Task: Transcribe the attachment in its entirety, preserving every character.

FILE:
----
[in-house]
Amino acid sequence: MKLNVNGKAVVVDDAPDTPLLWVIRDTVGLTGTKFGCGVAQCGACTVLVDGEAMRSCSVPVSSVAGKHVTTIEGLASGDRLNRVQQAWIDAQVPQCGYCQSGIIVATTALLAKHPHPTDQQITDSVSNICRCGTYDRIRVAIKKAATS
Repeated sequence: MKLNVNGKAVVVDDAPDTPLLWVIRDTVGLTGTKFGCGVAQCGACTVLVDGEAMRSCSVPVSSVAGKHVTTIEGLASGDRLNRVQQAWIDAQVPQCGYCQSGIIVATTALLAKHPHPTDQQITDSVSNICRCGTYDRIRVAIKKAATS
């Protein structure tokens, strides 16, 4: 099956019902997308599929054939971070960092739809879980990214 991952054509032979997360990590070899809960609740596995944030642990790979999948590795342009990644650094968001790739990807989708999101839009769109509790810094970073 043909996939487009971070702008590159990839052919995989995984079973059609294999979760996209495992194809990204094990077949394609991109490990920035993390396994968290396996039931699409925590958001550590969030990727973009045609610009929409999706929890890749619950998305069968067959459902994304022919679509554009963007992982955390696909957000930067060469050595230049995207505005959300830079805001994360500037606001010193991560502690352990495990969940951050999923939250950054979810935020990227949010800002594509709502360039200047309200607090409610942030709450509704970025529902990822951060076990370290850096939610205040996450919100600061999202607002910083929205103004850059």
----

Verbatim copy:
[in-house]
Amino acid sequence: MKLNVNGKAVVVDDAPDTPLLWVIRDTVGLTGTKFGCGVAQCGACTVLVDGEAMRSCSVPVSSVAGKHVTTIEGLASGDRLNRVQQAWIDAQVPQCGYCQSGIIVATTALLAKHPHPTDQQITDSVSNICRCGTYDRIRVAIKKAATS
Repeated sequence: MKLNVNGKAVVVDDAPDTPLLWVIRDTVGLTGTKFGCGVAQCGACTVLVDGEAMRSCSVPVSSVAGKHVTTIEGLASGDRLNRVQQAWIDAQVPQCGYCQSGIIVATTALLAKHPHPTDQQITDSVSNICRCGTYDRIRVAIKKAATS
């Protein structure tokens, strides 16, 4: 099956019902997308599929054939971070960092739809879980990214 991952054509032979997360990590070899809960609740596995944030642990790979999948590795342009990644650094968001790739990807989708999101839009769109509790810094970073 043909996939487009971070702008590159990839052919995989995984079973059609294999979760996209495992194809990204094990077949394609991109490990920035993390396994968290396996039931699409925590958001550590969030990727973009045609610009929409999706929890890749619950998305069968067959459902994304022919679509554009963007992982955390696909957000930067060469050595230049995207505005959300830079805001994360500037606001010193991560502690352990495990969940951050999923939250950054979810935020990227949010800002594509709502360039200047309200607090409610942030709450509704970025529902990822951060076990370290850096939610205040996450919100600061999202607002910083929205103004850059």